Imperial overstretch

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Imperial overstretch, also known as Imperial overreach, is a hypothesis which suggests that an empire can extend itself beyond its ability to maintain or expand its military and economic commitments. The idea was popularised by Yale University historian Paul Kennedy in his 1987 book The Rise and Fall of the Great Powers.

Might Washington, like Rome, fall victim to imperial overstretch? Could military force abroad eventually have to be withdrawn because of bankruptcy at home? Might the whole idea of America eventually be challenged and destroyed by some charismatic new faith: some fundamentalist variant on Christianity? Or will nature disrupt America's new world order?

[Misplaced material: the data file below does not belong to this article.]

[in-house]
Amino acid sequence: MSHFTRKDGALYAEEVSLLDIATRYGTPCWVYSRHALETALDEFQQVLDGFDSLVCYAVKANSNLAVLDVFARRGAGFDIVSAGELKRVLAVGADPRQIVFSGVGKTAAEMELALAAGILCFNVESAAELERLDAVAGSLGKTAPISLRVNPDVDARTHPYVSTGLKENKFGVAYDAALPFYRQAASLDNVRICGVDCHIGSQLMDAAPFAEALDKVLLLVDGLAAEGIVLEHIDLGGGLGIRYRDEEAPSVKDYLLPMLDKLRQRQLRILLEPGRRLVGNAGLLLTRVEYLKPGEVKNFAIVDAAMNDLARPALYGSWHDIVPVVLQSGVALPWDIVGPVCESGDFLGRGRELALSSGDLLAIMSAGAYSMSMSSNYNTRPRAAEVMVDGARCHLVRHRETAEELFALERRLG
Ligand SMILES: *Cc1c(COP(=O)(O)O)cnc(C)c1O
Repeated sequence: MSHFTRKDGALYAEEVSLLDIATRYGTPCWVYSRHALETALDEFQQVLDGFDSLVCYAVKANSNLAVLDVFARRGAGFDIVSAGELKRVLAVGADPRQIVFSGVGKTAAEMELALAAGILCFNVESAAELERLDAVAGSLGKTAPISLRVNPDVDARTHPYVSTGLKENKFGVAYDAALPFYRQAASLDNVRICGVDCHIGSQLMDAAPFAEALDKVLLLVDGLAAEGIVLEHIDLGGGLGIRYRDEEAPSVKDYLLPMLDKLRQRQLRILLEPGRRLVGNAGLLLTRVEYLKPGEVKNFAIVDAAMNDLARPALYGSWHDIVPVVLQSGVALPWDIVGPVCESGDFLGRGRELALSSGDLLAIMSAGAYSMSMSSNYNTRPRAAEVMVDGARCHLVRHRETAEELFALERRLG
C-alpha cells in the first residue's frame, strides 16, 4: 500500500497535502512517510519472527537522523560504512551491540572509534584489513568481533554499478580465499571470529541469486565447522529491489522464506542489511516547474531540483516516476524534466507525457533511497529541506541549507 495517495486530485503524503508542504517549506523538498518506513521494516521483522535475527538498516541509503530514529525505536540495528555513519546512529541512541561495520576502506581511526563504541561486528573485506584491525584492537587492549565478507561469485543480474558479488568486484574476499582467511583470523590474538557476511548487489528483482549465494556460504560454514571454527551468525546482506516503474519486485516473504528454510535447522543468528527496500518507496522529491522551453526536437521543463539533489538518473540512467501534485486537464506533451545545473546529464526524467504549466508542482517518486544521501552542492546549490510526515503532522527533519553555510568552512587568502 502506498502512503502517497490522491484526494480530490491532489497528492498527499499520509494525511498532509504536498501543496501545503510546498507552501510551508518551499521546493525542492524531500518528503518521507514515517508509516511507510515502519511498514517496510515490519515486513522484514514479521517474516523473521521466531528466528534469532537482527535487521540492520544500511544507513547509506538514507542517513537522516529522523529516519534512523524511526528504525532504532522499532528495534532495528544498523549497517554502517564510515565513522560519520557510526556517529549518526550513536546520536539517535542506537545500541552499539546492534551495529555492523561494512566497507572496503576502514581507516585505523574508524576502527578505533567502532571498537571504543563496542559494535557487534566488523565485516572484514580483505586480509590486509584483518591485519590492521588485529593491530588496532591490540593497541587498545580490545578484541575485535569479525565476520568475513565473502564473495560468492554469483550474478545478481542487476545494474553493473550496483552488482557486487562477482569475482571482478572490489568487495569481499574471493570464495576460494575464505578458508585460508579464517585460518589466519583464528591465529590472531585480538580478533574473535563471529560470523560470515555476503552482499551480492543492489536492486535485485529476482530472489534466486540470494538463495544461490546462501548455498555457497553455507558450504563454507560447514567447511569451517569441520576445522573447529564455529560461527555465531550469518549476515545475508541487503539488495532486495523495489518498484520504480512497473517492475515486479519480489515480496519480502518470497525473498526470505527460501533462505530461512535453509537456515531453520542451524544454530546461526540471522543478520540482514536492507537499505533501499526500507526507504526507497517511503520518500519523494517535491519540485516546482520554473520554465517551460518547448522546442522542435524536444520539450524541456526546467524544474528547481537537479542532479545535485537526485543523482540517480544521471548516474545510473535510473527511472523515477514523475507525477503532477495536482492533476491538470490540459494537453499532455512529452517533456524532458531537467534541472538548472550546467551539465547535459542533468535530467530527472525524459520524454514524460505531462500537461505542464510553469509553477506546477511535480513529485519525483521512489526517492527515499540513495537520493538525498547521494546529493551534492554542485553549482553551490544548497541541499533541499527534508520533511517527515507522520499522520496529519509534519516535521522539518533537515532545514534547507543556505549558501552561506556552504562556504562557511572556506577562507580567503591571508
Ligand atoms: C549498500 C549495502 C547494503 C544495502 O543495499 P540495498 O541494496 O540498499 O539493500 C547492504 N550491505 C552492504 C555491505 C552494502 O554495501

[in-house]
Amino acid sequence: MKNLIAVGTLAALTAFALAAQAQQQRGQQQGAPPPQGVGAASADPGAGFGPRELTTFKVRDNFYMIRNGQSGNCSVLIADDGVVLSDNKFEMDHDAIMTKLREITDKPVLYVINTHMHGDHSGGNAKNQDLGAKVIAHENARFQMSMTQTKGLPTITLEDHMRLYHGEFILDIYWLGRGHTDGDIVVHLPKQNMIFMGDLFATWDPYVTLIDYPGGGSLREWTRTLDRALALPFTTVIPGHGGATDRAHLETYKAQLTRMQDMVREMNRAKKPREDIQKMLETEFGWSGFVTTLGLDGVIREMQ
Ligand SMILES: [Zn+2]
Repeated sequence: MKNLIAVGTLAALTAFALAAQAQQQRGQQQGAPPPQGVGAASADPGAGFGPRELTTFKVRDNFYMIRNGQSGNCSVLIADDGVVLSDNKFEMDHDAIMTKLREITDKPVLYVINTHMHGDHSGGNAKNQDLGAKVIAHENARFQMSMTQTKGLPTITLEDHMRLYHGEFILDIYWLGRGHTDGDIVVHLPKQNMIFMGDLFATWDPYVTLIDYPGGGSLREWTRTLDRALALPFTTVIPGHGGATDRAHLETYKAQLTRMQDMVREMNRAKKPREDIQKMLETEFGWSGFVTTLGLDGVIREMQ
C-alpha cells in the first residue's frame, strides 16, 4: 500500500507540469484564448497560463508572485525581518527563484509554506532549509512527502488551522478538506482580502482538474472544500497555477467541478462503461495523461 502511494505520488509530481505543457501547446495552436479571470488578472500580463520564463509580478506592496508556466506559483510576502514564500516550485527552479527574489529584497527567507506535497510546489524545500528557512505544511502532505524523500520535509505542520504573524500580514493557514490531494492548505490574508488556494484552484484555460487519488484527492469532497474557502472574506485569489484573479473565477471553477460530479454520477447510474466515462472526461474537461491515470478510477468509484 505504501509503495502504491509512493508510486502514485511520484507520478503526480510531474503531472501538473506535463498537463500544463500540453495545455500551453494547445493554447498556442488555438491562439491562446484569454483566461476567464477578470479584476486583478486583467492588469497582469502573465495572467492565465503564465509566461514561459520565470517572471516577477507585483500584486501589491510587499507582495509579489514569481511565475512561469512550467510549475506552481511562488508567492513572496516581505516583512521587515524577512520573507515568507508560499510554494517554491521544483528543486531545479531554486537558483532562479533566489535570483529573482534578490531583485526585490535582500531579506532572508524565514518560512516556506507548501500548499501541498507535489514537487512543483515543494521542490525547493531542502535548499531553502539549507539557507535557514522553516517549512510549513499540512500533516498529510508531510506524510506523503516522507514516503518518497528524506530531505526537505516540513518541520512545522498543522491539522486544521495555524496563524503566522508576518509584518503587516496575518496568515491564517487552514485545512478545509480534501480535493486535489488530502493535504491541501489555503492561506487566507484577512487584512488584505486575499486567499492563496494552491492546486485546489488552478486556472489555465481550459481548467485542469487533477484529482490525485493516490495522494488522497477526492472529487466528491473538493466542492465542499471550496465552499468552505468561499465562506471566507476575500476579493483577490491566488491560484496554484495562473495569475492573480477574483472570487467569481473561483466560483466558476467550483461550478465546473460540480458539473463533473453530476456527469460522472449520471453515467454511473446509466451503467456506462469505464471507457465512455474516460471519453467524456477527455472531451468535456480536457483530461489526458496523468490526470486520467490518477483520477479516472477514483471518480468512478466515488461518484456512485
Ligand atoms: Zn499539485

—Robert Harris, "Does Rome's fate await the US?," The Mail on Sunday, October 12, 2003

Criticism[edit]

Paul Kennedy's view has been criticised from many directions, including the postmodern historiographer Hayden White,[1] economic historian Niall Ferguson[2] and from Marxist writers such as Perry Anderson[citation needed] and Alex Callinicos[citation needed].

See also[edit]

References[edit]

  1. ^ Western Journal of Communication, 56 (Fall 1992), 372-393, The Rhetoric of American Decline: Paul Kennedy, Conservatives, and the Solvency Debate, KENNETH S. ZAGACKI [1]
  2. ^ Foreign Affairs - Hegemony or Empire?